On the other hand, the BS14C is definitely the quietest shredder I tested. Fan noise was audible after it processed a lot of paper, but that's to be expected for a shredder that's rated for "continuous operation."

AmazonBasics 6-Sheet Cross-Cut Shredder

Page limit: 6 sheets at a time

Continuous run time/cool down period: 2 minutes/30 minutes

What it's rated to shred: Paper, credit cards, paper clips, and staples

The AmazonBasics 6-Sheet Cross-Cut Shredder is small, with a scant 3.8 gallon capacity. But it's also remarkably fast, shredding 85 sheets of paper (as many as six at a time) in just five minutes—among the quickest shredders I tested. It easily handled everything from regular paper to credit cards and paper clips.

Unlike most other models in our guide it has no wheels, but at just 8.3 pounds that's not a major issue. Unfortunately, the compact design also means the top of the shredder must be removed before the bucket can be emptied. This could become a safety issue if it tips over and the top part of the shredder pops off, exposing the cutting blades to the open air.

The front-load paper slot makes it easy to insert paper to be shredded, but the small bin can quickly overflow, clogging the blades from below. The shreds it produces were also the largest I got from any shredder at 44mm by 5mm. Last but definitely not least, the machine is fairly quiet in operation, but when it's done shredding, the AmazonBasics emits an especially unpleasant high-pitched whine.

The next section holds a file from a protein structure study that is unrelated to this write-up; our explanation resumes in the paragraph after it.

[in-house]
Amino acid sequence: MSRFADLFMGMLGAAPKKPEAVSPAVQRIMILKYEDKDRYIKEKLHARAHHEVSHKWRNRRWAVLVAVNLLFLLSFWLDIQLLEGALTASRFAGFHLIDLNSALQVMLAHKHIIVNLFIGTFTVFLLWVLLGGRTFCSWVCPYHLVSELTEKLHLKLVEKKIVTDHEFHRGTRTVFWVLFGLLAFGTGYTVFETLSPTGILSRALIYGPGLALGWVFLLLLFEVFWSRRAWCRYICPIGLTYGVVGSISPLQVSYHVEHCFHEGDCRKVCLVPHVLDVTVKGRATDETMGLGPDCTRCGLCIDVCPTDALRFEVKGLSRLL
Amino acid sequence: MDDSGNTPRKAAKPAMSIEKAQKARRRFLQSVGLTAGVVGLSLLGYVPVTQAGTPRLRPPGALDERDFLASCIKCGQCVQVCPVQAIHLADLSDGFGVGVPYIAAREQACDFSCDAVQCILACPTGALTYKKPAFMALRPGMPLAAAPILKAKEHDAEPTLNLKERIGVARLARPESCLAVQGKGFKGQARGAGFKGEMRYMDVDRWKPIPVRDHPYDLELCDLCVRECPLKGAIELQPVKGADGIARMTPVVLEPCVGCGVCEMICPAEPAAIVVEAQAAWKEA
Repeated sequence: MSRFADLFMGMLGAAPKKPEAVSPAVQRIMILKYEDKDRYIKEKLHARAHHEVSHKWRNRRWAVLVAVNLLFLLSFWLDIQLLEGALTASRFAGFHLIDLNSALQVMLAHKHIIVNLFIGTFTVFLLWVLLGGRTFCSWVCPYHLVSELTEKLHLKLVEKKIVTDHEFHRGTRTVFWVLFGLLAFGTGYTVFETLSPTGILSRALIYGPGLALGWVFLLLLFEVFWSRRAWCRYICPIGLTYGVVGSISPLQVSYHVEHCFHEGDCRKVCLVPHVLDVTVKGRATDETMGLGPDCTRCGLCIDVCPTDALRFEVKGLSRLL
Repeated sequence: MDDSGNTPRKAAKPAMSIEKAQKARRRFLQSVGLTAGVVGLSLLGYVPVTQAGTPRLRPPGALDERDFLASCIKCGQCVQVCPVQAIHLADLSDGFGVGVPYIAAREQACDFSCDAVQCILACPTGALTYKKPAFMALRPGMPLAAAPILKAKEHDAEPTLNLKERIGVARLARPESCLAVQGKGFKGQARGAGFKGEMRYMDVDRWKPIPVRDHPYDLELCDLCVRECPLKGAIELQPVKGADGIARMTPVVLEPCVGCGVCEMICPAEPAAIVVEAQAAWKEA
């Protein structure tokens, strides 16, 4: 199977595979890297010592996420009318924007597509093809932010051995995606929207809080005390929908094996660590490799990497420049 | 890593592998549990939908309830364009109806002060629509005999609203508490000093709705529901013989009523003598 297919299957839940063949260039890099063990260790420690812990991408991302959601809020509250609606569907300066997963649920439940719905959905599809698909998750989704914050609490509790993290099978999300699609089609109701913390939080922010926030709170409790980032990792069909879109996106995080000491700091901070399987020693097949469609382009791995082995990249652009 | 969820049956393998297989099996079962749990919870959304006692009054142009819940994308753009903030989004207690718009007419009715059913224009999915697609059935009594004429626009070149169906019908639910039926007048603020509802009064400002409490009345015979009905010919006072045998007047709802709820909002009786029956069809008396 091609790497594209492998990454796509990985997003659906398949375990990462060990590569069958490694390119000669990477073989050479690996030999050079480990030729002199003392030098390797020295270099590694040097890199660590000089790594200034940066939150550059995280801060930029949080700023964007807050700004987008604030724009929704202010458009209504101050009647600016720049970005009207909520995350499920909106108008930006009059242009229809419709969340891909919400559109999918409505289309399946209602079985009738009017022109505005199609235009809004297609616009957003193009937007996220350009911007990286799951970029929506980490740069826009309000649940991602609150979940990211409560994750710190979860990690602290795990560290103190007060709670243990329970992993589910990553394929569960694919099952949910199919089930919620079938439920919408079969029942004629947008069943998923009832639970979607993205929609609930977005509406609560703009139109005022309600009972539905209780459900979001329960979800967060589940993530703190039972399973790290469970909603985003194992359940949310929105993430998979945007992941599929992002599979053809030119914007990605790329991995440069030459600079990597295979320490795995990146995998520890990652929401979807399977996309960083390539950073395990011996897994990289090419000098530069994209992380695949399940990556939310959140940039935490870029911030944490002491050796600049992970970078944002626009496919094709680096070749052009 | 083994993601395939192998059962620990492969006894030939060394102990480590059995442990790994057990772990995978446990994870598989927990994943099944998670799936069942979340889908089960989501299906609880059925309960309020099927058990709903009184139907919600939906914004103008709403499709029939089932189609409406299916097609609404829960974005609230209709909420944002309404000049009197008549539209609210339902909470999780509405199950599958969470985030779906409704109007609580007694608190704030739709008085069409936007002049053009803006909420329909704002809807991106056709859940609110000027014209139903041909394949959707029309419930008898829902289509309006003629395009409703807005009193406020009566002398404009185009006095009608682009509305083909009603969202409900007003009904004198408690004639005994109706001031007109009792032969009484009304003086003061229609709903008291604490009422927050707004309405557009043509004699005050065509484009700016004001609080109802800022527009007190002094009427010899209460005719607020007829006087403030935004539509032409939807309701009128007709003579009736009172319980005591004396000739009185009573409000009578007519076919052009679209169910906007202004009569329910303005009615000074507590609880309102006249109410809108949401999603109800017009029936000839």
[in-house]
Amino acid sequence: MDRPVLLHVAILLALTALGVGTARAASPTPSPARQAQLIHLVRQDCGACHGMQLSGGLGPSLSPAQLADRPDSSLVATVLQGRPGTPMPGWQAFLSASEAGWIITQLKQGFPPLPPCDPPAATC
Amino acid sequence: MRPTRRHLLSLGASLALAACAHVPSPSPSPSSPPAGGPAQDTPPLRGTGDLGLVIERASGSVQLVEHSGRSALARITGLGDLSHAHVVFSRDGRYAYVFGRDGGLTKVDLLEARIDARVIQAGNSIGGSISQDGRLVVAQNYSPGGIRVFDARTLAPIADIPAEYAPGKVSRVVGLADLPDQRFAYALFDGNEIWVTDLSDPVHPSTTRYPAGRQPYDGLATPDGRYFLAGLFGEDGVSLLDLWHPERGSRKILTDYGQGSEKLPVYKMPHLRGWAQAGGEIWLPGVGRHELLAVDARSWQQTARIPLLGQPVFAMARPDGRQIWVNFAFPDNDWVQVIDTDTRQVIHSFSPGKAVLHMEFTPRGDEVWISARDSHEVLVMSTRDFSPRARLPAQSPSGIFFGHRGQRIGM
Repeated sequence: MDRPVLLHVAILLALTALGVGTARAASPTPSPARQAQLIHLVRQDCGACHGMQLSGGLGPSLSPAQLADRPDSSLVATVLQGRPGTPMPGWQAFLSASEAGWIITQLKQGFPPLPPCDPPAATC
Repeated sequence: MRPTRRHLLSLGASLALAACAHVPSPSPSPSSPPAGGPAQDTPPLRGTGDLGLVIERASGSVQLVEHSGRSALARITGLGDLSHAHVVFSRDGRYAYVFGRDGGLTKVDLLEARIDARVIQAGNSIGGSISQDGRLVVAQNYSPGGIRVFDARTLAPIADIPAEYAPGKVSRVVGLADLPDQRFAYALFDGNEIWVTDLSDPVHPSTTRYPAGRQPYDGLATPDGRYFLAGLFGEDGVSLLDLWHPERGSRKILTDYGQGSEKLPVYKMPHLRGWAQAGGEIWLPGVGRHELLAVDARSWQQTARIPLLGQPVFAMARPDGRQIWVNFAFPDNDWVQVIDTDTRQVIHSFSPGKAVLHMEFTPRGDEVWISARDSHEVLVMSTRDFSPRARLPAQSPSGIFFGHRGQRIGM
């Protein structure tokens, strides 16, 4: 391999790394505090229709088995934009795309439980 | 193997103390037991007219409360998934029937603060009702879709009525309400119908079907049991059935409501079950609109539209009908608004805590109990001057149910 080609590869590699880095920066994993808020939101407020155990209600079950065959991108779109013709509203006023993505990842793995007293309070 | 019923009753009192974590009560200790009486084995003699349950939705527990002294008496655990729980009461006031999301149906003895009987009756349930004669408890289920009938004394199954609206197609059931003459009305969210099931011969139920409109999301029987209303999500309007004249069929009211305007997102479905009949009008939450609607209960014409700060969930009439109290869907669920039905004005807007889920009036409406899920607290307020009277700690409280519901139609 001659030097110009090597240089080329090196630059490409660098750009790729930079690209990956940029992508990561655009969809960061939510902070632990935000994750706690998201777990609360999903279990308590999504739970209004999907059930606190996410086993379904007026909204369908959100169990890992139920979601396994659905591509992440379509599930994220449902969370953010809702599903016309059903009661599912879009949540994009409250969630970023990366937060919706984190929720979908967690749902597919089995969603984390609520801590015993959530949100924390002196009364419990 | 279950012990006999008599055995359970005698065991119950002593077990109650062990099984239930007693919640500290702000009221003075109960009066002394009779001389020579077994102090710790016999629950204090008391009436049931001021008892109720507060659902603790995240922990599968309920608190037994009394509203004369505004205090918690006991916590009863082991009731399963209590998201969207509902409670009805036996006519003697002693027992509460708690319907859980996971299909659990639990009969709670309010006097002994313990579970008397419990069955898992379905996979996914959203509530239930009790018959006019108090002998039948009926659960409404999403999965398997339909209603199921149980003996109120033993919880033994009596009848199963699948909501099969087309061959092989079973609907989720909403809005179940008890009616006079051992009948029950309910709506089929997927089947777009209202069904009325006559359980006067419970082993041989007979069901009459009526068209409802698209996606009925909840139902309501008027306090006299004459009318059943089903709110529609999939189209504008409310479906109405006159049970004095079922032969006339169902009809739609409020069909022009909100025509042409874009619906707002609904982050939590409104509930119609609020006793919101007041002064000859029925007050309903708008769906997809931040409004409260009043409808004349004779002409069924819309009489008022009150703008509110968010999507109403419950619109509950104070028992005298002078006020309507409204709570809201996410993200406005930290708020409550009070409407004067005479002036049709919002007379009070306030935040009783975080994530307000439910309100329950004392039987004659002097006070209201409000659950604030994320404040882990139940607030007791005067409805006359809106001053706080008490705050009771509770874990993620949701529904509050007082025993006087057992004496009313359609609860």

Bonsaii C560-D Micro-Cut Shredder

Page limit: 6 sheets at a time

Continuous run time/cool down period: 2 minutes/40 minutes

What it's rated to shred: Paper and staples

The Bonsaii C560-D Micro-Cut Shredder is a good choice for people who want micro-cut shredding on a budget, producing respectably tiny 11mm by 4mm shreds. The C560-D doesn't have wheels and is pretty lightweight at 7.4 pounds, including a small 4-gallon bin. The shredder head has to be removed before the bin can be emptied, and like all smaller, top-heavy shredders, it can present a tipping hazard. On the upside, the top-load design features a long slot that allows for easy paper insertion.